masculine christianity?

There has been a buzz around the inter-webs this past week over the phrase “masculine Christianity.” It’s mainly in response to one prominent Christian leader’s assertion that “God has given Christianity a masculine feel” (John Piper).

One response from Christian leader Rachel Held Evans calls on Christian men to weigh in the on the issue. Good idea. So, here are my two quick thoughts:

First, to modify the phrase above, “God has given Christianity a cultural feel.” Quite simply, history’s cultural values will invariably influence how Christianity is practiced and communicated. On the issue of roles for women and men I definitely think this is the case. Does the Bible use a lot of patriarchal language? Yes it does. But it was written a long time ago in a very different culture. To believe the historically particular text of the Bible is authoritative for faith and practice is to wade through 2000-years of cultural shifts, realizing in the process that “Jesus Christ is the same yesterday and today and forever” (Heb. 13:8) in every time and culture. Jesus doesn't change, but the times sure do. So should we.

Which brings me to my second, quite unoriginal thought: Jesus is our example. Some may view my first point as simply letting culture determine our Christian faith and practice. Well, no. I’m just saying we need to start with Jesus’ example of engaging culture. For instance, biblical leadership is often a big part of the masculine Christianity discussion. Classic texts are heralded as clarifying male headship in church and family (e.g. 1 Tim. 2, Eph. 5:22-33). But rarely do we hear people quote what Jesus had to say to his band of soon-to-be leaders: “Blessed are the poor in spirit...those who mourn...the meek...those who hunger and thirst for righteousness...the merciful...the pure in heart...the peacemakers, those who are persecuted because of righteousness” (Mt. 5:3-10). Profound teaching on leadership and life.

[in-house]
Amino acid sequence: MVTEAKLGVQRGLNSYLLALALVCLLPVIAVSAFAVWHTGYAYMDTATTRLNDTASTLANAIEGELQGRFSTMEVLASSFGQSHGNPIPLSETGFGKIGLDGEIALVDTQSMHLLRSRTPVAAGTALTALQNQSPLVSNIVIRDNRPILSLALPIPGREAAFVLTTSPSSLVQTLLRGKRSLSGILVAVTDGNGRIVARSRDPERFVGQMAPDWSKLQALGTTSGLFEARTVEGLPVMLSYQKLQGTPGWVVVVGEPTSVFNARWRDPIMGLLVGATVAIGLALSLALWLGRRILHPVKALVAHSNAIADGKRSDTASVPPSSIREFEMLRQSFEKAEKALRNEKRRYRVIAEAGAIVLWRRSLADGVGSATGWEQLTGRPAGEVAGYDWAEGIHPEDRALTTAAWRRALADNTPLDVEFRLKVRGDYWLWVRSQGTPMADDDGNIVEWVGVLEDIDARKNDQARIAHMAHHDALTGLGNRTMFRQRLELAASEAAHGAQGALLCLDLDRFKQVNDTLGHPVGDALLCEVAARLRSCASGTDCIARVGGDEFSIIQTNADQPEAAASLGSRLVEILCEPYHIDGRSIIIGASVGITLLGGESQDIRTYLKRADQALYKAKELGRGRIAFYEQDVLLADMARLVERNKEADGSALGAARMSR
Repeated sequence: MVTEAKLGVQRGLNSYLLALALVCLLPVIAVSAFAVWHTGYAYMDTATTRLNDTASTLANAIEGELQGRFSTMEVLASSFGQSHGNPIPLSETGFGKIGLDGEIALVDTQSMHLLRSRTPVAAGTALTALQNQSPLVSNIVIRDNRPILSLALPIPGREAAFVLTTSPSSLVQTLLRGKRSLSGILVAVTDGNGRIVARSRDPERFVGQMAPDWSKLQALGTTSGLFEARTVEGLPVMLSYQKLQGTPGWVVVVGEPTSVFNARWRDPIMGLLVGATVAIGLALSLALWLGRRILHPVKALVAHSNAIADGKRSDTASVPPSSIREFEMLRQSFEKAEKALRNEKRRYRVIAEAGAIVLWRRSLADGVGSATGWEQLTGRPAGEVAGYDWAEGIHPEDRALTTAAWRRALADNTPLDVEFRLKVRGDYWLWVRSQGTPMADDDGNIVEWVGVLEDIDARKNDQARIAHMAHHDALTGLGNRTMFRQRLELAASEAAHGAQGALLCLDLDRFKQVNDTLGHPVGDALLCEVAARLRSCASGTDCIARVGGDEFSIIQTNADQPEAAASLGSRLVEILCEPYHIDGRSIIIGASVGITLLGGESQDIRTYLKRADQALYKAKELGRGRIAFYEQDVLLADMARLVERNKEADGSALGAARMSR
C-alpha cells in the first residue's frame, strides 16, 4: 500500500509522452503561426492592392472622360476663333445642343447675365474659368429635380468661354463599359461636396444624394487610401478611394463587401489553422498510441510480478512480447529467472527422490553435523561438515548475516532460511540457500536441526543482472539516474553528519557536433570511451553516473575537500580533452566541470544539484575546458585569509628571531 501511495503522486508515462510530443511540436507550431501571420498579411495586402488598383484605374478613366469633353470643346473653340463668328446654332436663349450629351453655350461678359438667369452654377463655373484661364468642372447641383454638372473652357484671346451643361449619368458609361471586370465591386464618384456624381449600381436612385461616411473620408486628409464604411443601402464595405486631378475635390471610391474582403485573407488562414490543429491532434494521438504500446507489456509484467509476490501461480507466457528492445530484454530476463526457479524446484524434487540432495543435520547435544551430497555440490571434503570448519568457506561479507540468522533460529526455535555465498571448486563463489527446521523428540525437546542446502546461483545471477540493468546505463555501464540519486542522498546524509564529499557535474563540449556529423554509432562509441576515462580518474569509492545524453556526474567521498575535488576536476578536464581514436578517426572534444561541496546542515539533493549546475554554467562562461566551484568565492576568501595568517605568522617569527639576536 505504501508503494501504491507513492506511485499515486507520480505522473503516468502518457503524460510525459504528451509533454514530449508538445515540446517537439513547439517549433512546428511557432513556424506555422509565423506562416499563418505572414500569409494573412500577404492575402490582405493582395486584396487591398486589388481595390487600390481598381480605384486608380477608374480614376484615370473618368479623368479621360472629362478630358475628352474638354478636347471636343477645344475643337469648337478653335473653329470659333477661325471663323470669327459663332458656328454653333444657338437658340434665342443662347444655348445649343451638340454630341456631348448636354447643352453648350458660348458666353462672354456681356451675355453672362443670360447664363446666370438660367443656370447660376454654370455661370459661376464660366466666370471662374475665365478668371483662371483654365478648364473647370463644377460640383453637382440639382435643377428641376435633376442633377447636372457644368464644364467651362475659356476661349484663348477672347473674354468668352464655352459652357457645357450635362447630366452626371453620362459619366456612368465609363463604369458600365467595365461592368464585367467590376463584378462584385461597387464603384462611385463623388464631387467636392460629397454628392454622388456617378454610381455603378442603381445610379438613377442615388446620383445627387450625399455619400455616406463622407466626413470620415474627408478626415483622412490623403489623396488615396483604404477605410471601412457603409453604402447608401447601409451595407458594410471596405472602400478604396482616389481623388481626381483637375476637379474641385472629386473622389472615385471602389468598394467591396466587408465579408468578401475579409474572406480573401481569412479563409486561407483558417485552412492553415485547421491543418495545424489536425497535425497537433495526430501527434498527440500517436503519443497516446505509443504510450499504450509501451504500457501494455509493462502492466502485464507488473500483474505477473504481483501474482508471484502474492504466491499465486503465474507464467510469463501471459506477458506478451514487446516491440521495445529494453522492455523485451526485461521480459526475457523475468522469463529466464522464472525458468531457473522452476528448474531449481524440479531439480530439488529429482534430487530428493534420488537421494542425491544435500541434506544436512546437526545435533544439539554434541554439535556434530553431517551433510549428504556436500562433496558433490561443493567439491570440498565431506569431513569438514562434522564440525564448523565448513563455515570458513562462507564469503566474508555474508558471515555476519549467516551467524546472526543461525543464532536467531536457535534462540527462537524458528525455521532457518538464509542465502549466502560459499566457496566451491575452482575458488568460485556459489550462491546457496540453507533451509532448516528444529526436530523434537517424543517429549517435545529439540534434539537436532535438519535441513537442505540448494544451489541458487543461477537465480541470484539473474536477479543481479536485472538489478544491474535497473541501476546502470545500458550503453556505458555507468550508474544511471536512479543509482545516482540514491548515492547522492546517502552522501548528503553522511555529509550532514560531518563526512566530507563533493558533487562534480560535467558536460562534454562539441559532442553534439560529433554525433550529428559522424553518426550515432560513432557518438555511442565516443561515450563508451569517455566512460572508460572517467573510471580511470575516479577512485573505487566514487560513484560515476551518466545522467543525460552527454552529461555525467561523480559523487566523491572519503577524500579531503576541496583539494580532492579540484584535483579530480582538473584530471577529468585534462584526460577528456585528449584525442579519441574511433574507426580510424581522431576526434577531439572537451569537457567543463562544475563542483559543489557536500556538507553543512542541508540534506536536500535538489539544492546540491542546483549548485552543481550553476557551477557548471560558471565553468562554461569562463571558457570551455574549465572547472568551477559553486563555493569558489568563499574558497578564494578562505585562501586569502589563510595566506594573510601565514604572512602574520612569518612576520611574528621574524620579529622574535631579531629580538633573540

But what about male and female roles? Isn't that teaching for all followers of Jesus? Yes, Jesus’ teaching is for all followers. The way of Jesus - man, woman, leader or otherwise - is for all.

Let’s stop separating following Jesus from leading for Jesus; or from being a man for Jesus; or from being a woman for Jesus. There is only one Jesus we follow - the Jesus that is for all.

for you are all one in Christ Jesus.” (Gal. 3:28)


Anonymous said...

Thanks for this

Larry S.

David Warkentin said...

You're welcome Larry!

Anonymous said...

I like your comments, but it still leaves the question, why won't some churches permit women to be pastors/priest/reverend ??? If we acknowledge that culture changes, but Jesus doesn't, I would be hard pressed to believe that in today's culture Jesus would maintain the no women rule.

David Warkentin said...

I'm with you Kim! For some churches, they don't think the issue of women in leadership should adapt to cultural changes. They see it as a universal reality. I disagree. Things like power and tradition are far more influential than people give credit when it comes to these matters.

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